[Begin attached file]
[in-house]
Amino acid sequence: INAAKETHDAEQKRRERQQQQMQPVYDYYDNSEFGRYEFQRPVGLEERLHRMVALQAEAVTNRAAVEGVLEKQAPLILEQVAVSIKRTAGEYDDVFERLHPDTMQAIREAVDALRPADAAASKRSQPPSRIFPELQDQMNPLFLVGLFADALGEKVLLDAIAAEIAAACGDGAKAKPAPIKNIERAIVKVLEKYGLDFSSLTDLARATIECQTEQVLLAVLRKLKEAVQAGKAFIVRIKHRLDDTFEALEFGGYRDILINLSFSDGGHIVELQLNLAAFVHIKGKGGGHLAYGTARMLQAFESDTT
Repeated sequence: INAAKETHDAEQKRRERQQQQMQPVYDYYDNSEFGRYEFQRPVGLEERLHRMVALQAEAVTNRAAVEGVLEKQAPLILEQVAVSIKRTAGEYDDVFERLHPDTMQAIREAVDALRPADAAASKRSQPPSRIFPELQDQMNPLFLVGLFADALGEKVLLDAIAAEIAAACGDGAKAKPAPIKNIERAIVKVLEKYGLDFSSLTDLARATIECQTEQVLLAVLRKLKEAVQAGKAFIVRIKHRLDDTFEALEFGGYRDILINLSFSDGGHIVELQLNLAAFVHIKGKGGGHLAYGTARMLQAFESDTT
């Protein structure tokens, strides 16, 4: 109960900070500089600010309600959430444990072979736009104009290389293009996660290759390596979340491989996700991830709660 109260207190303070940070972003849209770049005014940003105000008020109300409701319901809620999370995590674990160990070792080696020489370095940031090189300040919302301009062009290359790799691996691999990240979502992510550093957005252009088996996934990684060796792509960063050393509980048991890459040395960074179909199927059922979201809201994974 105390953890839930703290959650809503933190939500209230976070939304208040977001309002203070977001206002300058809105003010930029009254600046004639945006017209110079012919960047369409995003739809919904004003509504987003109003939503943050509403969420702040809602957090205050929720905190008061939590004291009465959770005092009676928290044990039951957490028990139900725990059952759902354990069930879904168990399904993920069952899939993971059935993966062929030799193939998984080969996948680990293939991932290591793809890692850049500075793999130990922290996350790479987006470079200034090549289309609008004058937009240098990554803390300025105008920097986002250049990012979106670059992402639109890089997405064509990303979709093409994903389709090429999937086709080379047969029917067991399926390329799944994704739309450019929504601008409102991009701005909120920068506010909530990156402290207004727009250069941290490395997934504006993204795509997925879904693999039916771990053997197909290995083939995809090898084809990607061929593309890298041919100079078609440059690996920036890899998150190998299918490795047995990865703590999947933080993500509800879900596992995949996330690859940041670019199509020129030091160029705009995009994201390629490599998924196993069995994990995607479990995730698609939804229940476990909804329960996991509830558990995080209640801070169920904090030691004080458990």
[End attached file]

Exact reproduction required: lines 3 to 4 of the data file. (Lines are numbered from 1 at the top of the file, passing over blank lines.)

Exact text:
Repeated sequence: INAAKETHDAEQKRRERQQQQMQPVYDYYDNSEFGRYEFQRPVGLEERLHRMVALQAEAVTNRAAVEGVLEKQAPLILEQVAVSIKRTAGEYDDVFERLHPDTMQAIREAVDALRPADAAASKRSQPPSRIFPELQDQMNPLFLVGLFADALGEKVLLDAIAAEIAAACGDGAKAKPAPIKNIERAIVKVLEKYGLDFSSLTDLARATIECQTEQVLLAVLRKLKEAVQAGKAFIVRIKHRLDDTFEALEFGGYRDILINLSFSDGGHIVELQLNLAAFVHIKGKGGGHLAYGTARMLQAFESDTT
């Protein structure tokens, strides 16, 4: 109960900070500089600010309600959430444990072979736009104009290389293009996660290759390596979340491989996700991830709660 109260207190303070940070972003849209770049005014940003105000008020109300409701319901809620999370995590674990160990070792080696020489370095940031090189300040919302301009062009290359790799691996691999990240979502992510550093957005252009088996996934990684060796792509960063050393509980048991890459040395960074179909199927059922979201809201994974 105390953890839930703290959650809503933190939500209230976070939304208040977001309002203070977001206002300058809105003010930029009254600046004639945006017209110079012919960047369409995003739809919904004003509504987003109003939503943050509403969420702040809602957090205050929720905190008061939590004291009465959770005092009676928290044990039951957490028990139900725990059952759902354990069930879904168990399904993920069952899939993971059935993966062929030799193939998984080969996948680990293939991932290591793809890692850049500075793999130990922290996350790479987006470079200034090549289309609008004058937009240098990554803390300025105008920097986002250049990012979106670059992402639109890089997405064509990303979709093409994903389709090429999937086709080379047969029917067991399926390329799944994704739309450019929504601008409102991009701005909120920068506010909530990156402290207004727009250069941290490395997934504006993204795509997925879904693999039916771990053997197909290995083939995809090898084809990607061929593309890298041919100079078609440059690996920036890899998150190998299918490795047995990865703590999947933080993500509800879900596992995949996330690859940041670019199509020129030091160029705009995009994201390629490599998924196993069995994990995607479990995730698609939804229940476990909804329960996991509830558990995080209640801070169920904090030691004080458990």